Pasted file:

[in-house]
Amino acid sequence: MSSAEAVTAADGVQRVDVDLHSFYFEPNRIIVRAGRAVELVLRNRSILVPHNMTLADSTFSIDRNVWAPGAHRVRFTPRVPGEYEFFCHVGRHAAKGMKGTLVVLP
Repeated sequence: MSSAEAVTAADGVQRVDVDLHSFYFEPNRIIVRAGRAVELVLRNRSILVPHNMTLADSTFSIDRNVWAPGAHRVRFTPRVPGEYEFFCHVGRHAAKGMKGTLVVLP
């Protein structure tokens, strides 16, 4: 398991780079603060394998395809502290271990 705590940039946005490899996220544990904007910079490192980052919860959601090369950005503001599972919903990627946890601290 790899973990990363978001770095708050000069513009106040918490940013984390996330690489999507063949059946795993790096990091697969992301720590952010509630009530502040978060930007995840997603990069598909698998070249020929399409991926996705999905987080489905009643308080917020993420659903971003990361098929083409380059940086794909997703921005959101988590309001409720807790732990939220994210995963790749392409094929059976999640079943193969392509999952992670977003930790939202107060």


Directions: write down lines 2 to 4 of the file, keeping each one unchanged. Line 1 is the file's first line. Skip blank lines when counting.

Amino acid sequence: MSSAEAVTAADGVQRVDVDLHSFYFEPNRIIVRAGRAVELVLRNRSILVPHNMTLADSTFSIDRNVWAPGAHRVRFTPRVPGEYEFFCHVGRHAAKGMKGTLVVLP
Repeated sequence: MSSAEAVTAADGVQRVDVDLHSFYFEPNRIIVRAGRAVELVLRNRSILVPHNMTLADSTFSIDRNVWAPGAHRVRFTPRVPGEYEFFCHVGRHAAKGMKGTLVVLP
């Protein structure tokens, strides 16, 4: 398991780079603060394998395809502290271990 705590940039946005490899996220544990904007910079490192980052919860959601090369950005503001599972919903990627946890601290 790899973990990363978001770095708050000069513009106040918490940013984390996330690489999507063949059946795993790096990091697969992301720590952010509630009530502040978060930007995840997603990069598909698998070249020929399409991926996705999905987080489905009643308080917020993420659903971003990361098929083409380059940086794909997703921005959101988590309001409720807790732990939220994210995963790749392409094929059976999640079943193969392509999952992670977003930790939202107060």